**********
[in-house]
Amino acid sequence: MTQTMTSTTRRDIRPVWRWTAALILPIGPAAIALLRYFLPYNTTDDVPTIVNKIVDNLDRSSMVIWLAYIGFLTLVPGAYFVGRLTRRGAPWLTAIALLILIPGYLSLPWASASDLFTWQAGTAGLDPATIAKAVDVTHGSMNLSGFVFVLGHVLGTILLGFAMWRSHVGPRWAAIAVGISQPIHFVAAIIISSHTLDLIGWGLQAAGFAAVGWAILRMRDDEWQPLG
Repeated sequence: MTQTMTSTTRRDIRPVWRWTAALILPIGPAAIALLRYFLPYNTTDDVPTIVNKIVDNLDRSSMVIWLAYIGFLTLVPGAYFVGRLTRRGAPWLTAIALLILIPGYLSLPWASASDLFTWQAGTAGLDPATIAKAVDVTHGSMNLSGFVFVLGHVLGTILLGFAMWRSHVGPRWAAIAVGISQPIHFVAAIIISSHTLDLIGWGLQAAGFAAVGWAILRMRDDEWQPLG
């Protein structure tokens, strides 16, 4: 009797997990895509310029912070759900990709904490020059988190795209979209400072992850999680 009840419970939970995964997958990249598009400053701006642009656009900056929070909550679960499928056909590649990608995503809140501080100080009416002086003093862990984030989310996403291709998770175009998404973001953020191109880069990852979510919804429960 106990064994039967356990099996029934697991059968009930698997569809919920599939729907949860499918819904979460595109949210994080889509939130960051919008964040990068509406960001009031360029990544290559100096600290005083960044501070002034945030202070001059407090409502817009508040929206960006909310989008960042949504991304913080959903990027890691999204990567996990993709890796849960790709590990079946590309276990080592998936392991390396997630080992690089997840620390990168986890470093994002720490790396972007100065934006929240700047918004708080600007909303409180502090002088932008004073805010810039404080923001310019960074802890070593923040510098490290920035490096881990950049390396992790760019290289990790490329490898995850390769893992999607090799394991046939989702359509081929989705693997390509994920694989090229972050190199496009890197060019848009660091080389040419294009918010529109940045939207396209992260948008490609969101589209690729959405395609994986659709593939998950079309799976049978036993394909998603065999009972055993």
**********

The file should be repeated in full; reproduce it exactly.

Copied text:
[in-house]
Amino acid sequence: MTQTMTSTTRRDIRPVWRWTAALILPIGPAAIALLRYFLPYNTTDDVPTIVNKIVDNLDRSSMVIWLAYIGFLTLVPGAYFVGRLTRRGAPWLTAIALLILIPGYLSLPWASASDLFTWQAGTAGLDPATIAKAVDVTHGSMNLSGFVFVLGHVLGTILLGFAMWRSHVGPRWAAIAVGISQPIHFVAAIIISSHTLDLIGWGLQAAGFAAVGWAILRMRDDEWQPLG
Repeated sequence: MTQTMTSTTRRDIRPVWRWTAALILPIGPAAIALLRYFLPYNTTDDVPTIVNKIVDNLDRSSMVIWLAYIGFLTLVPGAYFVGRLTRRGAPWLTAIALLILIPGYLSLPWASASDLFTWQAGTAGLDPATIAKAVDVTHGSMNLSGFVFVLGHVLGTILLGFAMWRSHVGPRWAAIAVGISQPIHFVAAIIISSHTLDLIGWGLQAAGFAAVGWAILRMRDDEWQPLG
């Protein structure tokens, strides 16, 4: 009797997990895509310029912070759900990709904490020059988190795209979209400072992850999680 009840419970939970995964997958990249598009400053701006642009656009900056929070909550679960499928056909590649990608995503809140501080100080009416002086003093862990984030989310996403291709998770175009998404973001953020191109880069990852979510919804429960 106990064994039967356990099996029934697991059968009930698997569809919920599939729907949860499918819904979460595109949210994080889509939130960051919008964040990068509406960001009031360029990544290559100096600290005083960044501070002034945030202070001059407090409502817009508040929206960006909310989008960042949504991304913080959903990027890691999204990567996990993709890796849960790709590990079946590309276990080592998936392991390396997630080992690089997840620390990168986890470093994002720490790396972007100065934006929240700047918004708080600007909303409180502090002088932008004073805010810039404080923001310019960074802890070593923040510098490290920035490096881990950049390396992790760019290289990790490329490898995850390769893992999607090799394991046939989702359509081929989705693997390509994920694989090229972050190199496009890197060019848009660091080389040419294009918010529109940045939207396209992260948008490609969101589209690729959405395609994986659709593939998950079309799976049978036993394909998603065999009972055993």